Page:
Whereas I have built a strong wall round the said piece of ground, eight or nine feet high, faced on the south aspect with brick, which cost me above six hundred pounds sterling: and, likewise, another piece of ground as aforesaid, of half an acre, adjoining the burial-place called the Cabbage-garden, now tenanted by William White, gardener: my will is, that the ground enclosed by the great wall, may be sold for the remainder of the lease, at the highest price my executors can get for it, in belief and hopes, that the said price will exceed three hundred pounds at the lowest value: for which my successor in the deanery shall have the first refusal; and, it is my earnest desire, that the succeeding deans and chapters may preserve the said vineyard and piece of land adjoining, where the said White now liveth, so as to be always in the hands of the succeeding deans during their office, by each dean lessening one-fourth of the purchase money to each succeeding dean, and for no more than the present rent.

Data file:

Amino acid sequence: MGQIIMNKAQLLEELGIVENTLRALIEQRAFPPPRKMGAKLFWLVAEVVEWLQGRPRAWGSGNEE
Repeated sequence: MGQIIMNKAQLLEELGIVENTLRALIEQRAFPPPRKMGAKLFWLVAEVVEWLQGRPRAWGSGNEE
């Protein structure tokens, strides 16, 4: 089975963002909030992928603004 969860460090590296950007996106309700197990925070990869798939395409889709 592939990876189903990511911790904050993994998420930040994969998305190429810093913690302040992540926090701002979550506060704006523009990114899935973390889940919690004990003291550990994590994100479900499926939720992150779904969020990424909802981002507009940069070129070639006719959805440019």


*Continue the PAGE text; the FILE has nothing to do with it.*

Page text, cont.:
And I appoint the honourable Robert Lindsay, one of the judges of the court of Common Pleas; Henry Singleton, esq., prime serjeant to his majesty; the reverend doctor Patrick Delany, chancellor of St. Patrick's; the reverend doctor Francis Wilson, prebendary of Kilmacktolway; Eaton Stannard, esq., recorder of the city of Dublin; the reverend Mr. Robert Grattan, prebendary of St. Audoen's; the reverend Mr. John Grattan, prebendary of Clonmethan; the reverend Mr. James Stopford, vicar of Finglass; the reverend Mr. James King, prebendary of Tipper; and, Alexander McAullay, esq; my executors.
In witness whereof, I have hereunto set my hand and seal, and published and declared this as my last Will and Testament, this third day of May, thousand seven hundred and forty.